We report a case of osteonecrosis of the jaw (ONJ) associated with denosumab therapy in a 69-year-old female patient being treated for osteoporosis. The patient was admitted in Oral and maxillofacial surgery clinic twice because of nonhealing extraction wounds and inflammatory complications. We recommend conservative therapeutic approach and avoidance of extensive surgery in patients with ONJ.
Bisphosphonates (BPs), monoclonal antibodies and anti-angiogenic drugs are widely used to treat diseases affecting the bone remodeling such as osteoporosis, bone metastasis and multiple myeloma [ , ]. These medications are able to inhibit osteoclasts’ function (osteoclast-induced resorption) and reduce bone turnover. Since their introduction many cases of patients with medication related osteonecrosis of the jaws (MRONJ) have been reported in the literature. Usually osteonecrosis of the jaw (ONJ) is found after invasive dental treatment or trauma (i.e. ill-fitting dentures). However, spontaneous cases of MRONJ have also been presented [ ]. The etiology of MRONJ is considered to be due to hypovascular and hypocellular bone, local tissue hypoxia and mucosal dehiscence.
In recent years, investigators have described the incidence of bone necrosis in cancer patients treated with antiresorptive agents like denosumab (Prolia, Xgeva) [ ]. Denosumab interfere with osteoclastogenesis via inhibition of differentiation and survival of osteoclasts [ ]. Our aim is to describe a case of a patient, having multiple systemic diseases, admitted in our hospital with denosumab induced jaw necrosis. We would like to alert dentists and oncologists to the high chance that the number of ONJ cases will significantly increase, as these medications became more commonly prescribed and the prevention of complications is of highly importance.
II. Case Report:
We present a clinical case report of 69-years old female patient who sought care at the maxillofacial surgery clinic twice within the past 6 months. The patient was firstly admitted in the clinic in May 2018 with 2-weeks history of
swelling around the body of the mandible on the left side, suppuration and pain in region of already extracted teeth – mandibular left second and third molars. The teeth have been extracted in June 2017. Since then the patient is having multiple episodes of severe pain and edema. Various antibiotics for oral administration (ciprofloxacin, augmentin, etc.) have been prescribed with just temporary therapeutic effect. The patient is having history of osteoporosis and has completed a short course of Fosamax in 2014 followed by denosumab therapy from 2014 till 2017. She also suffers of rheumatoid arthritis, Sjogren syndrome, Raynaud syndrome, microvascular coronary disease, ischemic heart disease, Hashimoto disease, medication-induced hypercorticism. The patient is slow-moving and asthenic because of the generally impaired health status.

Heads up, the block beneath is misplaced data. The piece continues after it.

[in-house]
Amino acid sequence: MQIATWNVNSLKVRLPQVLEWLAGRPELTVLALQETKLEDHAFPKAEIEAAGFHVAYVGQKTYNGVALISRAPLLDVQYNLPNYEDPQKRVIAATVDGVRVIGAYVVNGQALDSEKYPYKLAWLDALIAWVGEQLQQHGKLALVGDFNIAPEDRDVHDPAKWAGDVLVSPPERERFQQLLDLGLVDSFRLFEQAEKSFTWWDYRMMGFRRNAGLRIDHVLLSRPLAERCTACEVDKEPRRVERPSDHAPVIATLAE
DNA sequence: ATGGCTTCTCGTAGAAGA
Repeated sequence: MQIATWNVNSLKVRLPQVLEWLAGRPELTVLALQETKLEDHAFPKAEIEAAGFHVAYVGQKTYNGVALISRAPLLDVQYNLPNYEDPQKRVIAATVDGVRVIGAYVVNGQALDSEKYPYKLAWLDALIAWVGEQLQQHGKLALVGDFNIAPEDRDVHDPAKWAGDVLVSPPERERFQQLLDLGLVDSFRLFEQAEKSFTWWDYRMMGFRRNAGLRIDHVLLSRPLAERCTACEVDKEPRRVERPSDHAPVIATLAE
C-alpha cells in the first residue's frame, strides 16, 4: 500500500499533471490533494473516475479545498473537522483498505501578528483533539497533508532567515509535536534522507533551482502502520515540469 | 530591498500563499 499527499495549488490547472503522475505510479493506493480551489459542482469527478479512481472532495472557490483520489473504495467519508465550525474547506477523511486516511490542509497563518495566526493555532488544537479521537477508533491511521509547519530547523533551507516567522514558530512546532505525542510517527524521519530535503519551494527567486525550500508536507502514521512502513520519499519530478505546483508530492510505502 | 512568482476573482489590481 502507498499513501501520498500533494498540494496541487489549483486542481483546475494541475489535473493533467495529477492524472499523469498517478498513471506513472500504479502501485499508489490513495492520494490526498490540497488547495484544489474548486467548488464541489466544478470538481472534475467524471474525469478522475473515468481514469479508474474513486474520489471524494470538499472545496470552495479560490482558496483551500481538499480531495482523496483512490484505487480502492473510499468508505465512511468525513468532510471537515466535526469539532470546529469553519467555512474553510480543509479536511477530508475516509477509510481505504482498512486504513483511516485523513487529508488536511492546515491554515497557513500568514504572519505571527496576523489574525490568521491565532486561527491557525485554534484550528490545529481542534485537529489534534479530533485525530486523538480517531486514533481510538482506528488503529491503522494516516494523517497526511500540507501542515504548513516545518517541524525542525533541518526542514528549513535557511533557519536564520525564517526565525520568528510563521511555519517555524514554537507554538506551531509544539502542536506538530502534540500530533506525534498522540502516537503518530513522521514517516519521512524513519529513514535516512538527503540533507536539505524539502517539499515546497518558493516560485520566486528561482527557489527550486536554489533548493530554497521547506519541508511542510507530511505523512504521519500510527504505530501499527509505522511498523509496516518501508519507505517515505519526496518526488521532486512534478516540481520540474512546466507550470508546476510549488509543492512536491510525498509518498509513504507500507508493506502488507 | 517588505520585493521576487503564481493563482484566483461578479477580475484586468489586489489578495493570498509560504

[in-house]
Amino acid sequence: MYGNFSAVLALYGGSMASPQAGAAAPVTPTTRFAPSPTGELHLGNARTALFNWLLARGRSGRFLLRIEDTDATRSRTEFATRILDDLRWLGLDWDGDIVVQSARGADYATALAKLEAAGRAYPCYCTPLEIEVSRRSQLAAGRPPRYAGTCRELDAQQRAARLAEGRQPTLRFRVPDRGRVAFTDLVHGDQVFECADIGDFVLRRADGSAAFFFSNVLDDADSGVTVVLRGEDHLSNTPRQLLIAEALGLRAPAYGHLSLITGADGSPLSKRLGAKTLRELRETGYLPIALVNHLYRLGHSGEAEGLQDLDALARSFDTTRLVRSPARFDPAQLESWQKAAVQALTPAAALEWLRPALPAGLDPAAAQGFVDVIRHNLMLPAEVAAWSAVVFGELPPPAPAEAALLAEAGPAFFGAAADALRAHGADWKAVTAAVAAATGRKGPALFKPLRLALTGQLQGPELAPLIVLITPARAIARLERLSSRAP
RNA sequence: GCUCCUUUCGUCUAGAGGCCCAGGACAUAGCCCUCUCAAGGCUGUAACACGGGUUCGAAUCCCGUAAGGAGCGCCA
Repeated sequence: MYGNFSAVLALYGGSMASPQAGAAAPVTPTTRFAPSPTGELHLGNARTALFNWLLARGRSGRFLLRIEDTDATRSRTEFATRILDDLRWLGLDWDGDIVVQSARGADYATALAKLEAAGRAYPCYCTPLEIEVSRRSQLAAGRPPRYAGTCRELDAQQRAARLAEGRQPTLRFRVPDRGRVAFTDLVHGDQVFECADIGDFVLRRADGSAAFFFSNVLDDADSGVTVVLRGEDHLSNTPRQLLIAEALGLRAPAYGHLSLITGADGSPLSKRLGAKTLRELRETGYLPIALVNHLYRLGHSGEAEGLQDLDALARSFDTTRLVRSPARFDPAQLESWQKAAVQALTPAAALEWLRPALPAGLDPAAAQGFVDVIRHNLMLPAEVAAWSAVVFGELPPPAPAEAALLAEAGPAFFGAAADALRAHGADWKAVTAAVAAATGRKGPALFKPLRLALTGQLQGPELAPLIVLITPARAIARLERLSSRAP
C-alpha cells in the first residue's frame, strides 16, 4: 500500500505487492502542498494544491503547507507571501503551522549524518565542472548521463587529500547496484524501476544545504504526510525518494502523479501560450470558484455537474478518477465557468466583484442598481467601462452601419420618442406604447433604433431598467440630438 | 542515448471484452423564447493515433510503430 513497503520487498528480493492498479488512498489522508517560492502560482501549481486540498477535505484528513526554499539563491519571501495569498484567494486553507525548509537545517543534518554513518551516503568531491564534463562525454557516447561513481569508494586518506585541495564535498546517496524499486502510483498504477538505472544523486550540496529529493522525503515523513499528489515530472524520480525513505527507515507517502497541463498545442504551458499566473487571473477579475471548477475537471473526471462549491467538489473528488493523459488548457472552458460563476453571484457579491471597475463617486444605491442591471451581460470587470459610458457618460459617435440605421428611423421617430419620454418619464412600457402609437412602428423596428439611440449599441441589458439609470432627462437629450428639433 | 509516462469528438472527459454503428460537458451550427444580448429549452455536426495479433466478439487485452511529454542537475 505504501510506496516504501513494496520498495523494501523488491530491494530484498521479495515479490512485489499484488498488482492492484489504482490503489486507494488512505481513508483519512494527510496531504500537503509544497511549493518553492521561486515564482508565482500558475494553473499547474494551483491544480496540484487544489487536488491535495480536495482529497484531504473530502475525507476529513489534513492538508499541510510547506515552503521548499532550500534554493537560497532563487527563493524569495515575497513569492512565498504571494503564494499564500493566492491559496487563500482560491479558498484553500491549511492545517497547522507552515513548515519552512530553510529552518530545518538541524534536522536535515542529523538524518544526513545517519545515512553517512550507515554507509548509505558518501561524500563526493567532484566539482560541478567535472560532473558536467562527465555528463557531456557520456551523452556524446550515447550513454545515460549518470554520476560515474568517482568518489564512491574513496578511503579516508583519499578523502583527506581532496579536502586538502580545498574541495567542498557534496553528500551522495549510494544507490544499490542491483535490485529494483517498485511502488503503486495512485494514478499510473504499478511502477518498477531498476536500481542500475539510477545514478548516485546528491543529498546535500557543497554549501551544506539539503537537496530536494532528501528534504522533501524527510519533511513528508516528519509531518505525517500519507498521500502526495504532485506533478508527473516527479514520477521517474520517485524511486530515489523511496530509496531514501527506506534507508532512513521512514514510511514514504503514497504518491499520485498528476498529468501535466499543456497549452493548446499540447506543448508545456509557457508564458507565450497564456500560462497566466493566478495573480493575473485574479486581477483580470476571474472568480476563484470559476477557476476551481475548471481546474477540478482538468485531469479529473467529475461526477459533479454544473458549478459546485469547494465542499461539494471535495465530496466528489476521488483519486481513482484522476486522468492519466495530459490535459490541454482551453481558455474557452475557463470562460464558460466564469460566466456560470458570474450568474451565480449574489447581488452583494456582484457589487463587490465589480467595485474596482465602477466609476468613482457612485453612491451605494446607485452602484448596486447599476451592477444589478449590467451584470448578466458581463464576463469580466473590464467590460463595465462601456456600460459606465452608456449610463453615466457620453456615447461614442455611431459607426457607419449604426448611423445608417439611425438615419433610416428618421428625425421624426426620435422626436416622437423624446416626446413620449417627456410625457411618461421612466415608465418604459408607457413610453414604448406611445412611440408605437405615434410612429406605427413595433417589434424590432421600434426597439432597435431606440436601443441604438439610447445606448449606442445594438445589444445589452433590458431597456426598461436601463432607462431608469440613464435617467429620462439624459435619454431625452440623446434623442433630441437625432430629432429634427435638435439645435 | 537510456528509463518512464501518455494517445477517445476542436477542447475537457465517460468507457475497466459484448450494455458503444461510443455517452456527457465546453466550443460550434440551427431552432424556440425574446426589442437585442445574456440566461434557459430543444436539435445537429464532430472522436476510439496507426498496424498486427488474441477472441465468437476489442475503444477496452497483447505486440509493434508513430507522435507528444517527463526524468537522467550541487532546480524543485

Extraorally, the skin on the face in found extremely dry, red and teleangiectatic. Multiple ecchymosis are observed on the extremities. On the intraoral clinical examination the patient is having an ulcerated area with nearly 2cm exposed necrotic bone in the region of the extracted teeth (mandibular left second and third molars) with pus discharge and soft tissue edema. Restrictions in the lower jaw movements were observed due to the inflammation. Enlarged submandibular lymph nodes on the ipsilateral side were found on palpation. Nonhomogeneous radiolucency without clear borders and with no well-defined demarcation of sequestrum in the left mandible is seen on the panoramic X-ray. CT-scan data confirmed necrosis there. We therefore established a diagnosis of denosumab-related ONJ. The therapeutic approach included intravenously given antibiotics (ceftriaxone, metrodinazole) and local surgical debridement, without flap, of the necrotic bone in the affected area. No extensive surgical procedures were conducted. Follow-up examinations within the next couple of months reveal no local complications and no evidence of recurrence.
In October 2018 the same patient was admitted in the clinic for the second time. The current complaints were pain and edema in the region of the mentum and in the mandibular frontal teeth, pain in the right mandible irradiating towards the right ear. The patient was having pain on swallowing without any symptoms of trismus. Extraorally, significantly firm swelling and erythema in the submental region are observed with enlarged and painful regional lymph nodes. First to second stage tooth mobility is found in the region of the mandibular frontal teeth on the clinical examination with mild symptoms of gingival inflammation. Painful inflammatory infiltrate is found on palpation in the right sublingual space. Both the tongue and the sublingual glands and elevated due to the swelling. Scarce fluid outflows of the submandibular and sublingual duct openings. No exposed necrotic bone is seen in the oral cavity. No significant radiographic changes are observed and there is no clear evidence of bone necrosis in the region of the abscess. Inraoral incision and drainage are the treatment of choice. Nearly 6mL purulent exudate was evacuated. No additional surgery was performed.